34. Berkshire Hathaway • Examples of Berkshire’s Diversity: • Acme Brick • Ben Bridge Jewelers • Fruit Of The Loom • GEICO Auto Insurance • NetJets • See’s Candy • Star Furniture

  35. Fortune Brands • Jim Beam, Sauza, Maker’s Mark, Cruzan, Canadian Club, Courvoisier • Moen, Master Lock, Master Brands, Simonton • Titleist, FootJoy, Cobra, Pinnacle, Scotty Cameron

  36. Diversification Strategy • Diversification strategies pose a great challenge to corporate executives. • In the 1970s, many US companies, facing stronger competition from abroad and diminished growth prospects in a number of traditional industries, moved into industries in which they had no particular competitive advantage.

  37. Diversification Strategy • Believing that general management skill could offset knowledge gained from experience in an industry, executives thought that because they were successful in their own industries, they could be just as successful in others. • A depressing number of their subsequent experiences showed that these executives overestimated their relevant competence and, under these circumstances, bigger was worse, not better.

  38. Diversification Strategy • Diversification strategies can be motivated by a variety of factors, including the desire to create revenue growth, increase profitability through shared resources and synergies, reduce the company’s overall exposure to risk by balancing the business portfolio, or an opportunity to exploit underutilized resources. • Diversifying • Relatedness or the potential for synergy is a major consideration in formulation diversification strategies. • Relatedness or synergy can be defined in a number of ways…

  39. Relatedness or Synergy • The most common interpretation defines relatedness in terms of tangible linksbetween business units. • A second form of relatedness among business unities is based on common intangible resources, such as knowledge or capabilities. • A third form of relatedness concerns the ability of a business unity to jointly gain or exercise market power. • A forth form is strategic relatedness. It is defined in terms of the similarity of the strategic challenges faced by different business units.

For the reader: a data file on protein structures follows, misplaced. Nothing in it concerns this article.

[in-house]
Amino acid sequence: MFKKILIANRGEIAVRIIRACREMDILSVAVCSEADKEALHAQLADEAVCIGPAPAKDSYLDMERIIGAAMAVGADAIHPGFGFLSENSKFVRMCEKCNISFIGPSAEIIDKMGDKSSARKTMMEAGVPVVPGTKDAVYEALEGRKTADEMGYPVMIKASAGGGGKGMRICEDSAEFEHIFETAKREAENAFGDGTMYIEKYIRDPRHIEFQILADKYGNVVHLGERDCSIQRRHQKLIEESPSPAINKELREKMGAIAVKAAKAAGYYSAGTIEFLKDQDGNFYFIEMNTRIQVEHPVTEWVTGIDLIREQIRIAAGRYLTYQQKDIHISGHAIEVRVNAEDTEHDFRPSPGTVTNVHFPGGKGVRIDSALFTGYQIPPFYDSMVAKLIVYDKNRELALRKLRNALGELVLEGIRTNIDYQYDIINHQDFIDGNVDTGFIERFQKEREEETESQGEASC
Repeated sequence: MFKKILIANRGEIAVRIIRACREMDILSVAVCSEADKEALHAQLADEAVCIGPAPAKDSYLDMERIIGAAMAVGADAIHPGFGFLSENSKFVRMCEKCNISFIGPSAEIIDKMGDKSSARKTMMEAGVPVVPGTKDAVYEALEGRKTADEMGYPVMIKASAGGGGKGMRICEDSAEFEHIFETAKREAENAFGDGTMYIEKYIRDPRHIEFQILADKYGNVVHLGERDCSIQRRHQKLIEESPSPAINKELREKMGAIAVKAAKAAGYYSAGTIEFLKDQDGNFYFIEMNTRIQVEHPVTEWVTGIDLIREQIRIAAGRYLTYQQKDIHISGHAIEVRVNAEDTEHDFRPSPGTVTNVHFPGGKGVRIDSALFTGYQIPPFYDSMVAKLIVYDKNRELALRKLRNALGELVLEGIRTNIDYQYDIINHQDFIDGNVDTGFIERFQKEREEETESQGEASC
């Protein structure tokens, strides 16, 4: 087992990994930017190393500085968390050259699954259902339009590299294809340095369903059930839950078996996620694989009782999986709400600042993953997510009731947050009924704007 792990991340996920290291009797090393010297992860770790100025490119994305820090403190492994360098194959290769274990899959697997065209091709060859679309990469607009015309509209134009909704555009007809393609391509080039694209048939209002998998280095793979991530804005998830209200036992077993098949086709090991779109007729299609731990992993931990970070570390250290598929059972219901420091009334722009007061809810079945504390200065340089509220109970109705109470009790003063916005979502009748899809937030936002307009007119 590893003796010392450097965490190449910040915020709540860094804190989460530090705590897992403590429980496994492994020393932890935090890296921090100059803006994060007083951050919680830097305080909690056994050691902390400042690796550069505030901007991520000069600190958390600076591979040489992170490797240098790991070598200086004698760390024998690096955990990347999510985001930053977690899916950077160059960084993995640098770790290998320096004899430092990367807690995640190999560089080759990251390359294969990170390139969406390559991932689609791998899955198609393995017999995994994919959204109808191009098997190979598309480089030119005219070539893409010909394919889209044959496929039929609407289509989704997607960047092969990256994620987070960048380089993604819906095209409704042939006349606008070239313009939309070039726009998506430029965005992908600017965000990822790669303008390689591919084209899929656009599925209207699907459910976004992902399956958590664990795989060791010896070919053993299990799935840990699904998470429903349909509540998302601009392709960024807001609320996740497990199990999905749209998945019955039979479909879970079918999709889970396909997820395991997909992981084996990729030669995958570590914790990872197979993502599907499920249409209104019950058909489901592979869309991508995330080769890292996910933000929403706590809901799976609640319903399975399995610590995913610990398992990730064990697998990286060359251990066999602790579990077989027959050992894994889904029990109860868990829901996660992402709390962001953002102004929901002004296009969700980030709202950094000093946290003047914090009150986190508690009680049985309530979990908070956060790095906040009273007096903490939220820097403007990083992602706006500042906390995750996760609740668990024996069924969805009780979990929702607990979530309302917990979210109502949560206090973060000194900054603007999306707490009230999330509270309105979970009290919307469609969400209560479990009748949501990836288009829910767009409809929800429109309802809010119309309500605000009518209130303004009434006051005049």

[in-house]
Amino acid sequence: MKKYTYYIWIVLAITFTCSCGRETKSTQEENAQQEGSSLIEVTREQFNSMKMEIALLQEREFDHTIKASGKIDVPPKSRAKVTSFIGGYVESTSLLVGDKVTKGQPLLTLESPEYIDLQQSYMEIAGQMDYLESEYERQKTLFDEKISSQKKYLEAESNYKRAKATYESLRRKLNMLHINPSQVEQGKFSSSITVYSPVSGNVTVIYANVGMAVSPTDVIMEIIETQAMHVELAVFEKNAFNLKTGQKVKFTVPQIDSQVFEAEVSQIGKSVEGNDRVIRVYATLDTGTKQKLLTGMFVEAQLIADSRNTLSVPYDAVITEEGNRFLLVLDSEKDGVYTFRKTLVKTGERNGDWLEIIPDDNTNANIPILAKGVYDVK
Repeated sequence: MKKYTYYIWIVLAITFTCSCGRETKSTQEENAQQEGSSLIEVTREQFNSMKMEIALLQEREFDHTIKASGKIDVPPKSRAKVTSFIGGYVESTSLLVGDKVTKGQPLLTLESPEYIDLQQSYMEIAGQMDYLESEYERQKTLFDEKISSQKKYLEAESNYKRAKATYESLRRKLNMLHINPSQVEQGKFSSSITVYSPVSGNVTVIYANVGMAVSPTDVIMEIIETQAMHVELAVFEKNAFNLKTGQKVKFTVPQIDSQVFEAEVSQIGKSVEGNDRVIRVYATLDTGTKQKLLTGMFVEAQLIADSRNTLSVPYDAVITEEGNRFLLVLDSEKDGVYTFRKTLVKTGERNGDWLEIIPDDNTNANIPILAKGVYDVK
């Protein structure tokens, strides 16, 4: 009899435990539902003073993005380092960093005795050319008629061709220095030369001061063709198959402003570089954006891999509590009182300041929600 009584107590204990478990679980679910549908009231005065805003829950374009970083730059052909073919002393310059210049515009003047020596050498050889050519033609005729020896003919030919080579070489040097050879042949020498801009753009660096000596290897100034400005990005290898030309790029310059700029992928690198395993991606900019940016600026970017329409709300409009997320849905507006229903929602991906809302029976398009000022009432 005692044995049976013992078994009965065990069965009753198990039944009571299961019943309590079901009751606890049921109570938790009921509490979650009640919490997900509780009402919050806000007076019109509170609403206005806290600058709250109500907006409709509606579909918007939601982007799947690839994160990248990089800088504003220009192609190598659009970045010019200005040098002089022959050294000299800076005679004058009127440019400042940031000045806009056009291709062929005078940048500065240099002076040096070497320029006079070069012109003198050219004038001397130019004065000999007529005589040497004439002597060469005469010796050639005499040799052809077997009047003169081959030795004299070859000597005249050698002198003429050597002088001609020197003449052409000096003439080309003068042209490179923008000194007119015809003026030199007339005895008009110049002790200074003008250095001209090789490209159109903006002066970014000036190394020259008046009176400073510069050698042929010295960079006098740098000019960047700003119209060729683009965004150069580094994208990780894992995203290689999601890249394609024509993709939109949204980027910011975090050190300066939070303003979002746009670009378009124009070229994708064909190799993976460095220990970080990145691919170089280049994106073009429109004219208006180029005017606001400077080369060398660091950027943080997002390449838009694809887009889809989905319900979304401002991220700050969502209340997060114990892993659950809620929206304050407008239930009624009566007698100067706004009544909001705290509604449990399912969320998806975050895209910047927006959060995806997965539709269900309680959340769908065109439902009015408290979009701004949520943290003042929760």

40. Relatedness • A well-known study links a company’s performance to the degree of relatedness among its various businesses. It identifies three categories of relatedness based on a firm’s specialization ratio, defined as the proportion of revenues derived from the largest single group of related businesses: dominant business companies, related business companies, and unrelated business companies.

  41. Risks of Diversification Strategy • What can the company do better than any of its competitors in its current markets? • What strategic assets are needed to succeed in the new market? • Can the firm catch or leapfrog competitors? • Will diversification break up strategic assets that need to be kept together? • Will our firm simply be a player in the new market or will it be a winner? • What can the corporation learn by diversifying, and is it organized to learn it?

  42. Tests • Attractiveness Test • Is the industry the company is about to enter fundamentally attractive from a growth, competitive, and profitability perspective, or can the company create such favorable conditions? • Cost of Entry Test • Are the costs of entry reasonable? Is the time horizon until the venture becomes profitable acceptable? Are risk levels within accepted tolerances? • Better-Off Test • Does the overall portfolio’s competitive position and performance improve as a result of the diversification move?